3.3 Extraction and Isolation

The air-dried and powdered roots (15.0 Kg) of K. coccinea were soaked with industrial alcohol (25 L) for four times, 3 days each time at room temperature. The total extracting solution was sequentially condensed to a certain extent under the condition of heating (40 °C) and reduced pressure in vacuo. Then the concentrate was suspended in water (1/1, v/v). The remaining alcohol was continuously evaporated under the same condition. After that, the sample was extracted with EtOAc and n-BuOH (1/2, v/v) for four times, respectively.

The EtOAc extract (1.8 Kg) was subjected to a silica gel column chromatography eluted with CHCl3/Me2CO gradiently (1:0 to 0:1) to obtain seven fractions A–G Fraction D (68 g) was chromatographed by RP-C18 using a gradient mobile phase of MeOH/H2O (30:70 to 90:0) to obtain fractions D1–D7.

Fr. D5 (8 g) was chromatographed by silica gel with a gradient elution of PE/Me2CO (1:0–0:1) to afford fractions D51–D55. Fr. D53 (1 g) was subjected to Sephadex LH-20 chromatography using MeOH as mobile phase to give fractions D531–D535. Crystals (compound 1, 50 mg) were separated from the solution of Fr. D532 (180 mg). Fr. D533 (230 mg) underwent preparative HPLC (MeOH/H2O, 15 mL/min) and multiple semi-preparative HPLC (MeCN/H2O or MeOH/H2O, 3 mL/min) to yield compound 2 (9.5 mg).

Fraction D6 (10 g) was chromatographed by silica gel with a gradient elution of PE/Me2CO (1:0–0:1) to afford fractions D61–D65. Fr. D64 (1.5 g) was subjected to Sephadex LH-20 chromatography eluted by MeOH and then purified by repeated semi-preparative HPLC (MeCN/H2O or MeOH/H2O, 3 mL/min) to yield compound 3 (3.3 mg). Fr. D65 (980 mg) was chromatographed by Sephadex LH-20 eluted with MeOH to give fractions D651–D655. Fr. 653 (62 mg) was further purified by repeated semi-preparative HPLC (MeCN/H2O or MeOH/H2O, 3 mL/min) to yield compound 4 (7.4 mg).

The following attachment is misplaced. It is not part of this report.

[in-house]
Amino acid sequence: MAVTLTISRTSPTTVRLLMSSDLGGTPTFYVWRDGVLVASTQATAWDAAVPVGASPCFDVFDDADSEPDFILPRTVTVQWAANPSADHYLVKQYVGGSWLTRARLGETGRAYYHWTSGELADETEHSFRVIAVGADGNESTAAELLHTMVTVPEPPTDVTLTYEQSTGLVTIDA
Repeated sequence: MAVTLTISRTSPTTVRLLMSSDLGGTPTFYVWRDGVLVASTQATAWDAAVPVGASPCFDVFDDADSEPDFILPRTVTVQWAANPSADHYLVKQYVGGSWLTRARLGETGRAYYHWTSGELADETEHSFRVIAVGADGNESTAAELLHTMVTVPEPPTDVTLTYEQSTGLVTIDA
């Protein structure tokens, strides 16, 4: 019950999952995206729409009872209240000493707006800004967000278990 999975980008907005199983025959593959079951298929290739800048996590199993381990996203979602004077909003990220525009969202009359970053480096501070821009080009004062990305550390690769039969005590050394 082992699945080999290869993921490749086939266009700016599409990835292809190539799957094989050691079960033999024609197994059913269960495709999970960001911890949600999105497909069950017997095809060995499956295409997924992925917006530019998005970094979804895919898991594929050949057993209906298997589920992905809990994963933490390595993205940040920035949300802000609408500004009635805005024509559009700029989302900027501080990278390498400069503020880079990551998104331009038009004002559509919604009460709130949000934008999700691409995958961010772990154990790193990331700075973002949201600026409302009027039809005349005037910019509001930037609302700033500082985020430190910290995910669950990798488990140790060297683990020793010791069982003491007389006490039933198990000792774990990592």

3.4 Characteristic Data of Compounds 14

Kadcoccitane A (1): Colorless acicular crystals, melting point: 213 °C. \(\left[ \alpha \right]_{\text{D}}^{25} - 58.4\,({{c}}\,0.214,\,{\text{MeOH}})\). UV (MeOH) λmax (log ε) 206 (3.9) nm. IR (KBr) νmax 3440, 2936, 1703, 1638, 1421, 1241, 1035, 886, 647 cm−1. CD (MeOH): 205 nm (Δε = − 0.75), 215 nm (Δε = − 1.03). Positive ESIMS m/z 509 [M + Na]+. 1H and 13C NMR data in pyridine-d5, see Tables 1 and 2. 1H and 13C NMR data in CDCl3, see Table S1.

Crystal data for 1 C30H46O5, M = 486.67, a = 10.6452(2) Å, b = 27.2411(5) Å, c = 28.4264(5) Å, α = 90°, β = 90°, γ = 90°, V = 8243.3(3) Å3, T = 100(2) K, space group P212121, Z = 12, μ(CuKα) = 0.618 mm−1, 49684 reflections measured, 14281 independent reflections (Rint = 0.0301). The final R1 values were 0.0336 (I > 2σ(I)). The final wR(F2) values were 0.0874 (I > 2σ(I)). The final R1 values were 0.0338 (all data). The final wR(F2) values were 0.0876 (all data). The goodness of fit on F2 was 1.087. Flack parameter = 0.06(2).